India’s Integrated Child Protection Scheme (ICPS) is a centrally sponsored scheme for children in need of care and protection, first implemented in 2009. THE ICPS ostensibly adopts a preventative approach by providing statutory care and rehabilitation services to groups of children deemed ‘vulnerable’. However, the ICPS fails to acknowledge and respond to the risk of juvenile delinquency among vulnerable categories of children, which is topical given the increase in the juvenile crime rate from 6.7% to 7.0% in 2021. As most of these children belong to socially disadvantaged groups, according to a recent National Crime Records Bureau Report, this is a missed opportunity to address the troubling correlation between juvenile delinquency and socio-economic vulnerabilities and to prevent children from becoming involved with the juvenile justice system.
Broadly, there are two target groups for the ICPS: firstly, children in conflict or contact with law; and secondly, children deemed ‘vulnerable’ on the basis of belonging to a socially disadvantaged group (including scheduled castes and tribes, as well as migrant families and other minorities affected by discrimination) or an ‘at risk’ family (encompassing children in extreme poverty, children of infected/affected by HIV/AIDS, orphans, those who have been trafficked or sexually exploited, or the children of people detained in prison, among other vulnerable categories).
Though the ICPS aims to bring child protection services closer to these vulnerable young people, the policy fails to consider – alongside its care responsibilities – the opportunity to identify children at risk of violating laws, and to engage in preventative early intervention programmes. As such, in practice the ICPS is more rehabilitating than preventative: the policy mentions interventions several times, but in fragmented ways that cannot produce holistic solutions.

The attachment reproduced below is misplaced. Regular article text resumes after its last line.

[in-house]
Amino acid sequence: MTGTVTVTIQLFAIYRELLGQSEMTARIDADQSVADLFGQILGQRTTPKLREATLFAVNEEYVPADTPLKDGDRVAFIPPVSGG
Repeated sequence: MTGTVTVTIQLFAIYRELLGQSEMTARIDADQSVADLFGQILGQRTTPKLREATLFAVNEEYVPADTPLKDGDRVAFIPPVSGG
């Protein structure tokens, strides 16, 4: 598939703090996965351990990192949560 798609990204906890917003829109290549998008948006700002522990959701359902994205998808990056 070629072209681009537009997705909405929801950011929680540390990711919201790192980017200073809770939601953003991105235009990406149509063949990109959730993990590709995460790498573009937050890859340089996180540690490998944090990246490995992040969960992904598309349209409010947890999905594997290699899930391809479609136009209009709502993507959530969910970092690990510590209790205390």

The policy aims to institutionalise essential services but does not recognise how already institutionalised resources, such as educational institutions, could help to facilitate the goals of the ICPS. Instead, it looks to educational institutions as background resources, rather than a primary tool to reach masses of children via early support provision. Within educational institutions, a child’s behaviour can be monitored over time, potentially providing a safe environment to recognise early signs of engagement with juvenile crime and to institute interventions. Using schools as a site of ICPS policy implementation would be cost-effective and could enhance the psychological wellbeing of vulnerable children.
As a part of the service provided under the policy, social workers and counsellors could be installed in schools and service centres to identify behavioural changes amongst at-risk children. This could lead to early interventions to address problematic behaviour: research suggests that such positive interventions to address disruptive behaviours typical in juvenile offender populations is effective.
As a part of the prevention strategy, a focus on values-based education may also be relevant for vulnerable young people. Social theorist James Hunter notes that moral cultures into which children are socialised can predispose them toward different patterns of behaviour. Community programmes to promote the inclusion and representation of the marginalised sectors could be of importance for children belonging to those communities in order to enhance social cohesion. Such reforms to ICPS policy which centre the prevention of juvenile delinquency would better fulfil the objectives of the policy, supporting and nurturing those young people who are rendered most vulnerable by social oppression.
Want to learn more?
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